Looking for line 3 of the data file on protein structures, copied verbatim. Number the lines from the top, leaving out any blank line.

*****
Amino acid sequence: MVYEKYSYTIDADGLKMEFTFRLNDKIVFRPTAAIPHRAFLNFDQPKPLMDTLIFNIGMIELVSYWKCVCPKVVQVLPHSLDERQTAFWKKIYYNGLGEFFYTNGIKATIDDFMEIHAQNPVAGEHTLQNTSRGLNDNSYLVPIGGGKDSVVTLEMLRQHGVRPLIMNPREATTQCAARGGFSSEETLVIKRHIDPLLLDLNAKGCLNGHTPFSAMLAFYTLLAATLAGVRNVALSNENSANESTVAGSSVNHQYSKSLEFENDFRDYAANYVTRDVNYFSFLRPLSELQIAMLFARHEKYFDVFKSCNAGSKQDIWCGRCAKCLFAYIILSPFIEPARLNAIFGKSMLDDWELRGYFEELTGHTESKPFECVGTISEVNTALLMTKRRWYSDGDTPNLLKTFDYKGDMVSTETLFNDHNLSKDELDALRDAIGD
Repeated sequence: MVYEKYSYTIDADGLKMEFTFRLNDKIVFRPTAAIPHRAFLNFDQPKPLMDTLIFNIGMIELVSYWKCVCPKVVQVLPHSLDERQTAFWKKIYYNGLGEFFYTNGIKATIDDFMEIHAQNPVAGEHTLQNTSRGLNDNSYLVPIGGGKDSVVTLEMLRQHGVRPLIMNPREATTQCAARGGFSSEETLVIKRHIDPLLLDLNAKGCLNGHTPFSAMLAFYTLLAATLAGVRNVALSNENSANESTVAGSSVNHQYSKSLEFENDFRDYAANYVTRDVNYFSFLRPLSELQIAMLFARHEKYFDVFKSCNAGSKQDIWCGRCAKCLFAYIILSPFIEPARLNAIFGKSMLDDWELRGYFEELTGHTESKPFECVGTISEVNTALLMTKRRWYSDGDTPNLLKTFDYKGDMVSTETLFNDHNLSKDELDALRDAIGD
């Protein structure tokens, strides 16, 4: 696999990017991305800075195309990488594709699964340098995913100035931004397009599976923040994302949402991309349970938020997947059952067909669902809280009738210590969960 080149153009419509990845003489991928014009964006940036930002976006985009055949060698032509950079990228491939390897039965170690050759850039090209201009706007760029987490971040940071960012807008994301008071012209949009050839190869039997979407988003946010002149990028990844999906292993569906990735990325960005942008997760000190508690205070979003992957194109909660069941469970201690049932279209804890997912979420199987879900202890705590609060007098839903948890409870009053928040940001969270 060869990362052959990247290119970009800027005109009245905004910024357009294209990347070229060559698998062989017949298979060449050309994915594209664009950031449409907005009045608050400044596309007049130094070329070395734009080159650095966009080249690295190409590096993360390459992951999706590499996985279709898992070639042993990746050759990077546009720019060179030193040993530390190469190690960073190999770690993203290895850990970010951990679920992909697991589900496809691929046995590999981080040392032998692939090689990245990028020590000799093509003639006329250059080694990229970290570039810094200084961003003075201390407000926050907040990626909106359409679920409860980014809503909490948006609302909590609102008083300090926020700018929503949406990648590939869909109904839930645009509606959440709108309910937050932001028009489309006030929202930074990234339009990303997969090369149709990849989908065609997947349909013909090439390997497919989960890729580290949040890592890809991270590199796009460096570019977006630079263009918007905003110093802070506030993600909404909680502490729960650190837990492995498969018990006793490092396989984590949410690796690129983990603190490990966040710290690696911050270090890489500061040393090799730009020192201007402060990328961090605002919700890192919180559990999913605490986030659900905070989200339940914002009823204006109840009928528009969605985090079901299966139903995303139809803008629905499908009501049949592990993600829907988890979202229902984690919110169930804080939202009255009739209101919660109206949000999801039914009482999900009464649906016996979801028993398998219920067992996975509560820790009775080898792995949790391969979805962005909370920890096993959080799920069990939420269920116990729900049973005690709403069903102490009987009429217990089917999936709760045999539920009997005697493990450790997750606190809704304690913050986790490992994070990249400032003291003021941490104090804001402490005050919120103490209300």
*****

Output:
């Protein structure tokens, strides 16, 4: 696999990017991305800075195309990488594709699964340098995913100035931004397009599976923040994302949402991309349970938020997947059952067909669902809280009738210590969960 080149153009419509990845003489991928014009964006940036930002976006985009055949060698032509950079990228491939390897039965170690050759850039090209201009706007760029987490971040940071960012807008994301008071012209949009050839190869039997979407988003946010002149990028990844999906292993569906990735990325960005942008997760000190508690205070979003992957194109909660069941469970201690049932279209804890997912979420199987879900202890705590609060007098839903948890409870009053928040940001969270 060869990362052959990247290119970009800027005109009245905004910024357009294209990347070229060559698998062989017949298979060449050309994915594209664009950031449409907005009045608050400044596309007049130094070329070395734009080159650095966009080249690295190409590096993360390459992951999706590499996985279709898992070639042993990746050759990077546009720019060179030193040993530390190469190690960073190999770690993203290895850990970010951990679920992909697991589900496809691929046995590999981080040392032998692939090689990245990028020590000799093509003639006329250059080694990229970290570039810094200084961003003075201390407000926050907040990626909106359409679920409860980014809503909490948006609302909590609102008083300090926020700018929503949406990648590939869909109904839930645009509606959440709108309910937050932001028009489309006030929202930074990234339009990303997969090369149709990849989908065609997947349909013909090439390997497919989960890729580290949040890592890809991270590199796009460096570019977006630079263009918007905003110093802070506030993600909404909680502490729960650190837990492995498969018990006793490092396989984590949410690796690129983990603190490990966040710290690696911050270090890489500061040393090799730009020192201007402060990328961090605002919700890192919180559990999913605490986030659900905070989200339940914002009823204006109840009928528009969605985090079901299966139903995303139809803008629905499908009501049949592990993600829907988890979202229902984690919110169930804080939202009255009739209101919660109206949000999801039914009482999900009464649906016996979801028993398998219920067992996975509560820790009775080898792995949790391969979805962005909370920890096993959080799920069990939420269920116990729900049973005690709403069903102490009987009429217990089917999936709760045999539920009997005697493990450790997750606190809704304690913050986790490992994070990249400032003291003021941490104090804001402490005050919120103490209300």